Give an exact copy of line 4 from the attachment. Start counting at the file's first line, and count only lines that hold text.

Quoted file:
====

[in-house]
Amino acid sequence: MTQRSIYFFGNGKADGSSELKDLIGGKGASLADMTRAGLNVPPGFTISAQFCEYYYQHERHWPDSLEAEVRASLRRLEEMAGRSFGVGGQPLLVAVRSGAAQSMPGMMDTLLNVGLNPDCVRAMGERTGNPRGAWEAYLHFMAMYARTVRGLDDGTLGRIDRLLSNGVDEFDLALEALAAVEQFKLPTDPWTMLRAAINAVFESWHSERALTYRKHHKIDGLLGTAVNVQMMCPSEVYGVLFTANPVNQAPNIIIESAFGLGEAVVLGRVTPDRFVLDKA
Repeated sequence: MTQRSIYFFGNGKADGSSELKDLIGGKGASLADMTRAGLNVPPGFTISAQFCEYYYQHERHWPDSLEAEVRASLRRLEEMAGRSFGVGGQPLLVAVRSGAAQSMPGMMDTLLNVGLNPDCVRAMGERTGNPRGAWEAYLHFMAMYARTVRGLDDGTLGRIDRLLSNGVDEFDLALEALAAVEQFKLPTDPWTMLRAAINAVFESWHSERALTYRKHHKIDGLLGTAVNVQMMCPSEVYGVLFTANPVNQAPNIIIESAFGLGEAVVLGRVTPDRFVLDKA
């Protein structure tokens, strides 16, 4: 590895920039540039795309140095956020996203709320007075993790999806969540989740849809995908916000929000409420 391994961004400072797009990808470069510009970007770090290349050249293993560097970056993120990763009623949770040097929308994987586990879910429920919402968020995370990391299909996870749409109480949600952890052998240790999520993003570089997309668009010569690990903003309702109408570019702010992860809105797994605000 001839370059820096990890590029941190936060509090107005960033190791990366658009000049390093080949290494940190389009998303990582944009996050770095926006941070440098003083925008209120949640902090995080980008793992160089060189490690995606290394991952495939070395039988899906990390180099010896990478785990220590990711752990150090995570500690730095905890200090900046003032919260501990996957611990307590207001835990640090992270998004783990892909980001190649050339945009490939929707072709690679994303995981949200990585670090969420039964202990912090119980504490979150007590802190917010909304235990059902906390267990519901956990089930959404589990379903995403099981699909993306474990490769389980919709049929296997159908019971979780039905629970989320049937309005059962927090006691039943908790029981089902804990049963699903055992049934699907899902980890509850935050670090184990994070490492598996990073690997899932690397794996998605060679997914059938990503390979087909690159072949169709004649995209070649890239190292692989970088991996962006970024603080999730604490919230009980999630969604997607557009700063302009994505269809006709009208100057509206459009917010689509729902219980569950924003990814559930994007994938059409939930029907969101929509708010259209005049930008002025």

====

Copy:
């Protein structure tokens, strides 16, 4: 590895920039540039795309140095956020996203709320007075993790999806969540989740849809995908916000929000409420 391994961004400072797009990808470069510009970007770090290349050249293993560097970056993120990763009623949770040097929308994987586990879910429920919402968020995370990391299909996870749409109480949600952890052998240790999520993003570089997309668009010569690990903003309702109408570019702010992860809105797994605000 001839370059820096990890590029941190936060509090107005960033190791990366658009000049390093080949290494940190389009998303990582944009996050770095926006941070440098003083925008209120949640902090995080980008793992160089060189490690995606290394991952495939070395039988899906990390180099010896990478785990220590990711752990150090995570500690730095905890200090900046003032919260501990996957611990307590207001835990640090992270998004783990892909980001190649050339945009490939929707072709690679994303995981949200990585670090969420039964202990912090119980504490979150007590802190917010909304235990059902906390267990519901956990089930959404589990379903995403099981699909993306474990490769389980919709049929296997159908019971979780039905629970989320049937309005059962927090006691039943908790029981089902804990049963699903055992049934699907899902980890509850935050670090184990994070490492598996990073690997899932690397794996998605060679997914059938990503390979087909690159072949169709004649995209070649890239190292692989970088991996962006970024603080999730604490919230009980999630969604997607557009700063302009994505269809006709009208100057509206459009917010689509729902219980569950924003990814559930994007994938059409939930029907969101929509708010259209005049930008002025």